The Society of Necessity / The Ninth Avenue School

The Society of Necessity / The Ninth Avenue School

The Society of Necessity’s Oakdale Cemetery in East Flat Rock, Photo by the Black History Research Group The Ninth Avenue School served African American students from Henderson, Polk and Transylvania counties from 1951 until 1965. In May of 1950 a grant for “ninety-six thousand, six 



Donald R. “Donnie” Parks, Hendersonville’s First African-American Chief of Police.   Photo by Terry Ruscin   The real estate bounded by Kanuga, Barnwell and South Church Streets once hosted “Black Bottom,” a hamlet of stilt houses occupied by members of Hendersonville’s African American townspeople. The houses, 

The Community Council

In the early 1960’s Henderson County’s Community Council successfully pressed for the desegregation of schools and other reforms. Excerpt from A Brief History of the Black Presence in Henderson County by Gary Franklin Green The year was 1960. The Civil Rights movement had given a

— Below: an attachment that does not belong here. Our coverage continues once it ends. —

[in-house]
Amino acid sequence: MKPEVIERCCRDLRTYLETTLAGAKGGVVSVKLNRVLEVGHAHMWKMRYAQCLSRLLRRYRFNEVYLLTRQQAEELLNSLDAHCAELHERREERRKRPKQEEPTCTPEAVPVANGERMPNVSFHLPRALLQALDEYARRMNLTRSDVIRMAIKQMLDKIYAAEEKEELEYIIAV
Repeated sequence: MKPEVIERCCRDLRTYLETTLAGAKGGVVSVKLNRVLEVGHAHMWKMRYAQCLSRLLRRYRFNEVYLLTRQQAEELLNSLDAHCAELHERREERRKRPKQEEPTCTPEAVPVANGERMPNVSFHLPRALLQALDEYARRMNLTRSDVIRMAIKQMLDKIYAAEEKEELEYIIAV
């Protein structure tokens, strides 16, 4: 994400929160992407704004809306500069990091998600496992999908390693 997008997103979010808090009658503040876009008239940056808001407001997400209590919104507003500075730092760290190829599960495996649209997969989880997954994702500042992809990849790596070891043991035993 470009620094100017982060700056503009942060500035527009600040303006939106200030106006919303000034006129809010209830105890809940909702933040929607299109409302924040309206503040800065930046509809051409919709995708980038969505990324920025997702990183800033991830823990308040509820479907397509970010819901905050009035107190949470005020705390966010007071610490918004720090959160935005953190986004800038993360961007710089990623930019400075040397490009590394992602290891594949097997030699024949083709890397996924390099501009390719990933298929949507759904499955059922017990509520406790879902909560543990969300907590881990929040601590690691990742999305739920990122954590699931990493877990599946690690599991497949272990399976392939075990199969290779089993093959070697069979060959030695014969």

Black-owned Businesses 1950-1970

The period from 1950 through 1965 brought change to Henderson County. The transition from the injustices of segregation to the equal rights guaranteed under the Constitution was a quiet, slow, and relatively smooth process. It did take courage to complete the process, but for the 

Ninth Avenue School Year Books

All 16 of the Yearbooks from the Ninth Avenue School are available at: – Search Results – DigitalNC

Greenbook Guest House

The Landina Guest House was one of many Black-owned businesses that served the Black community in the days of segregation.

Brooklyn Community

Brooklyn was a vibrant community near Hendersonville’s old train depot.  It had a variety of Black-owned businesses before urban renewal projects reconfigured the area in the late 1960’s.